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How can I sort the file by the second column from the terminal. The content of the file is:

Nome     Note
------------
Mehdi    0
Sunday   20
Others   10
Shnou    5

Using sort -t' ' -nk2 is not giving me the right result. Also how can I ensure that the content of the file stay sorted?

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2 Answers

up vote 5 down vote accepted

I think what you're after is something like these:

Method #1: using head & tail

$ (head -n 2 sample.txt; tail -n +3 sample.txt | sort -t' ' -nk2) > a.tmp && mv a.tmp sample.txt

Nome     Note
------------
Mehdi    0
Shnou    5
Others   10
Sunday   20

This takes the first line of the text file, then tails everything after the first 2 lines which is then sorted.

Method #2: just using head

$ (head -n 2; sort -t' ' -nk2) < sample.txt > a.tmp && mv a.tmp sample.txt

Nome     Note
------------
Mehdi    0
Shnou    5
Others   10
Sunday   20

Takes the text file as input, displays just the first line, sort the rest.

It's typically not a good idea to edit files in place. It's possible, but better to use an intermediate file.

Method #3: Doing #2 without an intermediate file

Stealing the idea from @StephaneChazelas you could do the following using the "1<>" notation to open a file for reading & writing, and the improvements he suggested with the sort command.

$ (head -n 2; sort -nk2) < sample.txt 1<> sample.txt

Nome     Note
------------
Mehdi    0
Shnou    5
Others   10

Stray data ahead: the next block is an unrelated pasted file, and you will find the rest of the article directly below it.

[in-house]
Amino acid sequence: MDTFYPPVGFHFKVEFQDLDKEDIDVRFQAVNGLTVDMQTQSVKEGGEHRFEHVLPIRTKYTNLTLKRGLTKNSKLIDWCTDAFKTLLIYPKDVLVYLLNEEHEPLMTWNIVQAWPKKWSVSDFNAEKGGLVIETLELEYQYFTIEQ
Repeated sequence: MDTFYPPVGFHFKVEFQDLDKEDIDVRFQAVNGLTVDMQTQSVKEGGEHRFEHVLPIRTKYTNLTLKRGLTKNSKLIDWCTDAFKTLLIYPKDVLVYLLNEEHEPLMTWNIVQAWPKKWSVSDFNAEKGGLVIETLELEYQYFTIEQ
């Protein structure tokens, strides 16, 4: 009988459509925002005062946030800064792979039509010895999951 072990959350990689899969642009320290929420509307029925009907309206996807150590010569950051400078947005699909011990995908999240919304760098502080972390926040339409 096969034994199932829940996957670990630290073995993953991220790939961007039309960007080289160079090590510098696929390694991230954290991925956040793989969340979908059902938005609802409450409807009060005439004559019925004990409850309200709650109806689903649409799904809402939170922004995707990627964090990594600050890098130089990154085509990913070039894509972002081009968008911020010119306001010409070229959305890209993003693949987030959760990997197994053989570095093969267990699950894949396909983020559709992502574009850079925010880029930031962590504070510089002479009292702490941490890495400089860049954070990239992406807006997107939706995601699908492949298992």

Sunday   20
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but the file remains unchanged, do I have to use an intermediate file? –  user34923 May 10 '13 at 15:02
    
the file became empty –  user34923 May 10 '13 at 15:17
    
Try them now, I opted to use intermediate files. –  slm May 10 '13 at 15:27
    
I think it is better to use head -2 and include the dashed lines as part of the head. They get sorted correctly now but that is probably not the case when using a separator like = = = = ( '=' > '9' > '-' ). –  Anthon May 10 '13 at 16:05
    
@Anthon, good point. –  slm May 10 '13 at 16:06
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To overwrite the file in place, you can do:

{
  head -n 2 &&
    sort -k2n
} < the-file.txt 1<> the-file.txt

That works because sort has read its input fully before it starts to write its output, so it's fine to write to the file it is reading from. Also its ouput is the same size as its input, so no need to truncate the file in the end.

Note that if you use -t' ' instead of the default separator, each space character in the input would make a new field, so for instance in:

 a 10
b  2

(with a space before a and 2 spaces after b), -t' ' -nk2 (remember -k2 is for from field 2 to end of line, while -k2,2 is field 2 only) would compare "a 10" to " 2" numerically, while -nk2 alone would compare " 10" to "  2" numerically (and numerical comparison ignores leading blanks).

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You're gonna have to explain that magic 8-) –  slm May 10 '13 at 15:31
    
I get the { } is a list. What's going on with the 1<>. –  slm May 10 '13 at 15:44
    
1<> is Bourne read-write redirection, one of the standard redirection operators like < and >. –  Stephane Chazelas May 10 '13 at 16:48
    
Thanks, I found it in the man page after I asked. Learned something new today. Never noticed that method. –  slm May 10 '13 at 16:49
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